“Diane from Illinois is a 57-year-old breast cancer survivor who received a letter from Blue Cross/Blue Shield that says that they’re unable to offer that coverage.  Her rate increased from $363 a month to $713 a month, almost doubling.”


At a Ways and Means Committee hearing, Chairman Dave Camp (R-MI) said:

“I just want to mention to you a letter that I received from my district, and this man wrote me and said, ‘My wife has been recently informed by her insurance carrier that her health care policy ‘does not comply with the Affordable Care Act.’  Now we must purchase a new policy to get the same coverage at an 18% increase in our premium.  So, what happened to the ‘if you like your insurance, you can keep it?’”

Congressman Todd Young (R-IN) shared his constituent’s story:

“Mike from Indiana contacted my office recently about his current frustrations with this law.  His current health insurance plan is being cancelled at the end of the year, which is counter to the President’s promise that he can keep the current health plan he likes.  In addition, his monthly premium is increasing 280% ($500 to $1,400) – which is far from the $2,500 savings that was promised to him from the Administration.”


One Ohioan shared with Congressman Pat Tiberi (R-OH) that:

“My hours have been cut to 29.5 hours a week.  I now cannot afford to pay my $515 insurance bill….I was paying for insurance myself after my husband died….Then my hours are cut to the point that I [am] no longer even close to pay[ing] for my health insurance.”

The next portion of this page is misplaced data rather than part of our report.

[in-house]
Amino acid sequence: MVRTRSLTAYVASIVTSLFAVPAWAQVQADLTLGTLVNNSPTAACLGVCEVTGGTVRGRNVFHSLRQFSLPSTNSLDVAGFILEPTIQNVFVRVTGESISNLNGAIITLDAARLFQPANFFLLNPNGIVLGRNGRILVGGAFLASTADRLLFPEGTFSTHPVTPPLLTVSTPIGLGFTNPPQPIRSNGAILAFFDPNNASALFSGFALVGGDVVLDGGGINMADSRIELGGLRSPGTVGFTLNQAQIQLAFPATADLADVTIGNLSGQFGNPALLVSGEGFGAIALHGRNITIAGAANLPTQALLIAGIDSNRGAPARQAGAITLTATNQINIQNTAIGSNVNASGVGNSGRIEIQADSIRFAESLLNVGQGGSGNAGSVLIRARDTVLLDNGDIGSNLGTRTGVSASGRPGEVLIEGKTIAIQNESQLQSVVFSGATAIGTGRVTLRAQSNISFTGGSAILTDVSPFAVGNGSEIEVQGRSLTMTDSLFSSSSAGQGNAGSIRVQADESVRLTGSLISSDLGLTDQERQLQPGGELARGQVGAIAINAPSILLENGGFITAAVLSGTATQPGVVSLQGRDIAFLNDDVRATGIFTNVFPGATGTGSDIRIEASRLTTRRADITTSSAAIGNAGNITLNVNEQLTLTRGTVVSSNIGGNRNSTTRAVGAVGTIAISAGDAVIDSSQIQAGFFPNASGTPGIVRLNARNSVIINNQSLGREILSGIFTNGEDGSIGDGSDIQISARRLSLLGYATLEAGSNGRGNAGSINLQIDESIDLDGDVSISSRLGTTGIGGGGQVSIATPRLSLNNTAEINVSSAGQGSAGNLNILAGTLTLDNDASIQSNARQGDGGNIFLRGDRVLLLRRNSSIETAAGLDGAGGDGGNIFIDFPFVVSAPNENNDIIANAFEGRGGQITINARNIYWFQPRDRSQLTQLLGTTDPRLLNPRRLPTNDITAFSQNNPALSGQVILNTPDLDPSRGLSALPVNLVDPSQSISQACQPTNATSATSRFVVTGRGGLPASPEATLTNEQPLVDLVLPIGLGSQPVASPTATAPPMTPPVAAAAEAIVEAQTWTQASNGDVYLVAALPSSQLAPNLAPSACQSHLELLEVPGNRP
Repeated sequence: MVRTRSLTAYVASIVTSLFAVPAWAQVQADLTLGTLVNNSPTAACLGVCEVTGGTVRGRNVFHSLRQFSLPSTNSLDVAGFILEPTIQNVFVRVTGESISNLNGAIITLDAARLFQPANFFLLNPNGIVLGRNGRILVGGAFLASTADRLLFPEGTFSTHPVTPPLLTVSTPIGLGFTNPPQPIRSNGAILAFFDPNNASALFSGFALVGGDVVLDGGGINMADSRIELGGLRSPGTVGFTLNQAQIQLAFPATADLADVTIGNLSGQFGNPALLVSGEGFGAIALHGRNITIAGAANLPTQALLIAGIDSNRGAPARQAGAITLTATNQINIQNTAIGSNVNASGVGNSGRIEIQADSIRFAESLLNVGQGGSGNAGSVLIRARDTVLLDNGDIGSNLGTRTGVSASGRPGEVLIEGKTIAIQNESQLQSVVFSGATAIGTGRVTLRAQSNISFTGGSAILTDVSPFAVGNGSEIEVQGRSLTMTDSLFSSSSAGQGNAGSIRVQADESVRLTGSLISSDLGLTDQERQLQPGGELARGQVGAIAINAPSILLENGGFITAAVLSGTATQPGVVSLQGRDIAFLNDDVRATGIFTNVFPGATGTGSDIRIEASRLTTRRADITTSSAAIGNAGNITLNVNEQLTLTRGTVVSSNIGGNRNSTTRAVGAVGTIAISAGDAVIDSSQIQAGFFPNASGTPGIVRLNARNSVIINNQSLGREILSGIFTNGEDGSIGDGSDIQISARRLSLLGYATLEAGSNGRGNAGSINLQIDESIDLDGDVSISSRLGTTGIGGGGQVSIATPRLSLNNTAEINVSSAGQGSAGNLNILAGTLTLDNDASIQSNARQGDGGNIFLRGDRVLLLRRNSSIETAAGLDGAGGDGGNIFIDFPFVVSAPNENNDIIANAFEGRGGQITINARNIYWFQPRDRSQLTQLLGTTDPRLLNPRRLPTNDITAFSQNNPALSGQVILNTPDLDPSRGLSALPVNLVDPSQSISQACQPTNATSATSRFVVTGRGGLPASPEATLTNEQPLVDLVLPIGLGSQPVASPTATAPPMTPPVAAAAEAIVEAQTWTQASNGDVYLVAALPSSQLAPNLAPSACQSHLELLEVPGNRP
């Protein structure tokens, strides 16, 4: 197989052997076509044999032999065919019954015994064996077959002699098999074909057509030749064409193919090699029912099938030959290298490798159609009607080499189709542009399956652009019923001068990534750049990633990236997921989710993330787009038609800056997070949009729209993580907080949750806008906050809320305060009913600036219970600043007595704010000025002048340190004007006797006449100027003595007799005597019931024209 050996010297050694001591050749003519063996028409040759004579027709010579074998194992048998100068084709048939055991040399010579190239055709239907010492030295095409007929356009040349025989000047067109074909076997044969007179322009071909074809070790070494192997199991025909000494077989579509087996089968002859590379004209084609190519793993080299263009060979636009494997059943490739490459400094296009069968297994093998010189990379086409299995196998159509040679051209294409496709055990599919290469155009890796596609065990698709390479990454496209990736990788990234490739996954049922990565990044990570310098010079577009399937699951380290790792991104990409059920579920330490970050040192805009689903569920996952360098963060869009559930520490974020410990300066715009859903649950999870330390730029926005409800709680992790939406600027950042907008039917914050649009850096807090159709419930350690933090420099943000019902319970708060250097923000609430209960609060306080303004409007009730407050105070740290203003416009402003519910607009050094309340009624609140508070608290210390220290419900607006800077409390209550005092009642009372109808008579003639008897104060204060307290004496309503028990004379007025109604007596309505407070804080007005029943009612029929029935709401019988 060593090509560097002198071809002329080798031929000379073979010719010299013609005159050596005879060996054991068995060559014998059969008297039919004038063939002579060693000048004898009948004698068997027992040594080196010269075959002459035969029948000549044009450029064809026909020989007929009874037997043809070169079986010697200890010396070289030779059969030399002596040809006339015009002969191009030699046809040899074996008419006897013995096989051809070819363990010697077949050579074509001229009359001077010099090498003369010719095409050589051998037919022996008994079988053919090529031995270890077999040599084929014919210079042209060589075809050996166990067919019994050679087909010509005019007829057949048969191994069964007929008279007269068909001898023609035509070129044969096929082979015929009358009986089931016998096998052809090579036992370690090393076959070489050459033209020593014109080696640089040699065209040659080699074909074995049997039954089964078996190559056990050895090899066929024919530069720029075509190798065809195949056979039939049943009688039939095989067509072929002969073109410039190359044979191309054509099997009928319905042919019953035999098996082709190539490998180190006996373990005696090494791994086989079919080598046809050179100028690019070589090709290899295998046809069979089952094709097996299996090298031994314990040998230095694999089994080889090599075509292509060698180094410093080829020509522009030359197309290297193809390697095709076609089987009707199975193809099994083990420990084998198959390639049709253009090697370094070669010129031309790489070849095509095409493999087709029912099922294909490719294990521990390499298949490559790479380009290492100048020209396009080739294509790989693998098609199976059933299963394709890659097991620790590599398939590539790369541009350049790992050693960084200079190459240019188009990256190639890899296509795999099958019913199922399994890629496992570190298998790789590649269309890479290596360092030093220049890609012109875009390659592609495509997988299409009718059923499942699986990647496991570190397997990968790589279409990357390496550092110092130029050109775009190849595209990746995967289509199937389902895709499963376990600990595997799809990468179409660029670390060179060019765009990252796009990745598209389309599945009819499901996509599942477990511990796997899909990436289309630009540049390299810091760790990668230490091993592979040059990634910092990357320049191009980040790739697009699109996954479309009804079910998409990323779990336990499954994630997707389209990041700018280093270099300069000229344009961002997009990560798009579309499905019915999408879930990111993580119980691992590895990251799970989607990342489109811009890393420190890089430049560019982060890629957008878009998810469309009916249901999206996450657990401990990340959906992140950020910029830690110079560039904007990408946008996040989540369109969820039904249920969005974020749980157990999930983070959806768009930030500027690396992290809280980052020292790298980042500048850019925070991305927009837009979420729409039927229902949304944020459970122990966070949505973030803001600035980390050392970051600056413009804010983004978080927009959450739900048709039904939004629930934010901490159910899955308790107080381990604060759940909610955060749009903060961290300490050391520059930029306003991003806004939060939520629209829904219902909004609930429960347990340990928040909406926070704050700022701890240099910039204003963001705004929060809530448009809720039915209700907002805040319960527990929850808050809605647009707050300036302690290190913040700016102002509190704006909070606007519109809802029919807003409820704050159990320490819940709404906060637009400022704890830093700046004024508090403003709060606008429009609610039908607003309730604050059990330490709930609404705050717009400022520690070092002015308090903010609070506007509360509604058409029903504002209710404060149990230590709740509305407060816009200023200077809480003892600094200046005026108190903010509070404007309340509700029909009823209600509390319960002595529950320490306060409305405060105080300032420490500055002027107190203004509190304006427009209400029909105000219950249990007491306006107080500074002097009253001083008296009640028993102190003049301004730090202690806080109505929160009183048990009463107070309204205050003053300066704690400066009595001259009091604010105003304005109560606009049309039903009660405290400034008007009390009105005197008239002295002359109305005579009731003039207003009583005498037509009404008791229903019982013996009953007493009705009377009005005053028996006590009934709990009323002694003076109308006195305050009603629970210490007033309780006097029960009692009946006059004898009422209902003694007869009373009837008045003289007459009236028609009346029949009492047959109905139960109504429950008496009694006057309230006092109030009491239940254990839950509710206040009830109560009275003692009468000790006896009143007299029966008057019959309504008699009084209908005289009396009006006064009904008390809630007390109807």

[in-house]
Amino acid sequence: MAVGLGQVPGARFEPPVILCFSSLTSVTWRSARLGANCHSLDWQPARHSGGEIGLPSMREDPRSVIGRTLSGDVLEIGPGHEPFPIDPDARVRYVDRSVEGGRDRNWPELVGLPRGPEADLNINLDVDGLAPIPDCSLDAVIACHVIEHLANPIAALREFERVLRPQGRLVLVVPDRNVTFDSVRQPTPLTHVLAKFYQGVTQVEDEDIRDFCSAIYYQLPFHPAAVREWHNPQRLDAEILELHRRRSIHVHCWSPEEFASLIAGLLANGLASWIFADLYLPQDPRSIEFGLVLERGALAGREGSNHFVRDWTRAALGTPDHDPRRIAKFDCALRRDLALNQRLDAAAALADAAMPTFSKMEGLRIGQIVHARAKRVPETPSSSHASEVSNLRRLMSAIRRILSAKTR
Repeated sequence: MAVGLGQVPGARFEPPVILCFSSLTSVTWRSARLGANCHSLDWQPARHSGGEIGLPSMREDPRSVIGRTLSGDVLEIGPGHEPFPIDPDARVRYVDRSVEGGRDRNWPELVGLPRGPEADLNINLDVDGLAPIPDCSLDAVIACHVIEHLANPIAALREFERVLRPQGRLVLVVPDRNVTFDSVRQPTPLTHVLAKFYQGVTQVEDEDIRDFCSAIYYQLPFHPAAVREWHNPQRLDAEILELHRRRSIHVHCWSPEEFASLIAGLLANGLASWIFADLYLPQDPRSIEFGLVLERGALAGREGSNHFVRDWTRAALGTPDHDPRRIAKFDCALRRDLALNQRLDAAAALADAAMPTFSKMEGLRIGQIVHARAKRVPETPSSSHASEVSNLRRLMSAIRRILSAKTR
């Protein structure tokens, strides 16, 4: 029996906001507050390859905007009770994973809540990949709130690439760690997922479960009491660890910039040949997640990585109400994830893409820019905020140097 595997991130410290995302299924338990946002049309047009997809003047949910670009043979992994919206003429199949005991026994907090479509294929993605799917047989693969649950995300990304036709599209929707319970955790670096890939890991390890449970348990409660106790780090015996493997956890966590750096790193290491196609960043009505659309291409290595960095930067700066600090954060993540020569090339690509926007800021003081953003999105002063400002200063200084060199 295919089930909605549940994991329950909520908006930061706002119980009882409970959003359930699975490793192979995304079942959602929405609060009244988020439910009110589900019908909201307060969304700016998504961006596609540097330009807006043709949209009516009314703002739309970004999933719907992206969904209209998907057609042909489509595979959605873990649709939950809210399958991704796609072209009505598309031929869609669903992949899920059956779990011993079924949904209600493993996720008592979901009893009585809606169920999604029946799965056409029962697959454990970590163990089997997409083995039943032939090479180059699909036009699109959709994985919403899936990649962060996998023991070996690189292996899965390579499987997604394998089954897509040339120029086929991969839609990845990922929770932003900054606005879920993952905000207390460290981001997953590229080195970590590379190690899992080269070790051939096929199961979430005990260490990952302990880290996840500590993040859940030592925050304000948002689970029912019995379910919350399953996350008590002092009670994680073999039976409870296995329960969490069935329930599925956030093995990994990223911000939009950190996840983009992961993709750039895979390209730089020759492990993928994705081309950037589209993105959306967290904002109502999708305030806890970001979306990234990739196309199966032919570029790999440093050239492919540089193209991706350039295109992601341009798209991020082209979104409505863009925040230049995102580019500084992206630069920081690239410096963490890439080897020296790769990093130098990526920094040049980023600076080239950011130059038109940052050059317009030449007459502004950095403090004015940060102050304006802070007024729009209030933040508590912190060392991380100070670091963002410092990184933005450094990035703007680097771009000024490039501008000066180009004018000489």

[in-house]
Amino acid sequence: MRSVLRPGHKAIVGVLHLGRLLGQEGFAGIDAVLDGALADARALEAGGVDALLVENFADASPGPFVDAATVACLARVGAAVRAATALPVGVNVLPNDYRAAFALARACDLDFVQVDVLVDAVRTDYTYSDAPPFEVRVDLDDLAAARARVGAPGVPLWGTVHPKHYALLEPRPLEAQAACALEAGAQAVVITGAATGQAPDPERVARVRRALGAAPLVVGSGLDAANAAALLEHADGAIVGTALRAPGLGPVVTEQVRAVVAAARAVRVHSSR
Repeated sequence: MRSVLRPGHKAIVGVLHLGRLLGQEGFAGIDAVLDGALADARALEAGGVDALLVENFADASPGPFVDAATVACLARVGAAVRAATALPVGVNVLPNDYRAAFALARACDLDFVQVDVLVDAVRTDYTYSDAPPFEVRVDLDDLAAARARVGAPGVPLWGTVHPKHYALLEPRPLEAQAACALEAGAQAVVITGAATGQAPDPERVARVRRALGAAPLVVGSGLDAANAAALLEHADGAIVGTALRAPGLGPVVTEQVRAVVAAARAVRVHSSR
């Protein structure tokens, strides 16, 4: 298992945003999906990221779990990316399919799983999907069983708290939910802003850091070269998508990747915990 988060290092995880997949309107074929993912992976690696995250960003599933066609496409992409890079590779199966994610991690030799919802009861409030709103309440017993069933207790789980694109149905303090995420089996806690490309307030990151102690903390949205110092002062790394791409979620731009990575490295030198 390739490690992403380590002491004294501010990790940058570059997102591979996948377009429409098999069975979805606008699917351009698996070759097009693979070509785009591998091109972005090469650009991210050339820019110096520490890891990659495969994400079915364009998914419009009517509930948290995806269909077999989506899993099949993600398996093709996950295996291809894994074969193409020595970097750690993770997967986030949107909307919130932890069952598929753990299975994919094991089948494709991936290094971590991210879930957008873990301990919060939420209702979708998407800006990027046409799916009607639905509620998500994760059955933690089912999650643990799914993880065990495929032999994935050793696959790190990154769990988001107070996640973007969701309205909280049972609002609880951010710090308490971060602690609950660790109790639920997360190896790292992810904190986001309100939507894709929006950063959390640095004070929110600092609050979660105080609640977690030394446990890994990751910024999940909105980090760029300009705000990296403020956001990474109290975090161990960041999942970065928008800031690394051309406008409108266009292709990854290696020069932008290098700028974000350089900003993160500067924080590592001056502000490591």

Congressman Jim Renacci (R-OH) heard from constituents:

“An individual wrote in to say that he and several of his friends are small business owners. He specifically wrote, ‘We are all being hurt by the new healthcare law. When a small business is operating on slim margins, extra government mandated taxes can make the difference between staying in business, and throwing in the towel. Please do everything that you can, to not just amend, but totally repeal the new healthcare law.’

“Another gentleman wrote, that upon returning from a vacation he was told that his hours were going to be reduced from a full time 40+ hours a week to 30 or less, which for him would result in approximately 25% decrease in income.”

Congressman Tim Griffin (R-AR) heard from one job creator:

Cindy from Arkansas: “I have had to cut employee hours and pass on insurance premium increases.  Furthermore, it is doubtful that my company will be in business this time next year.”

Congressman Todd Young (R-IN) heard from a constituent whose hours have been cut:

Mick in Indiana told Rep. Young that ObamaCare has cost him hours at work due to the law’s new definition of full-time employment and the employer mandate. Previously, he was working 28-36 hours a week and now can only work 16-24 hours per week.

Congressman Mike Kelly (R-PA) shared one constituent’s hardships:

“Riley is a college student paying for her own education, working part time at minimum wage at a local grocery store, paying what she calls ‘an affordable 70 dollars per month’ for health care coverage. Because of the Affordable Care Act, her hours at the store have already been reduced. Last month, Riley received a letter from her insurance provider notifying her that her health care plan will be canceled after another year, and that she’ll be forced to choose a plan that costs triple what she pays now.”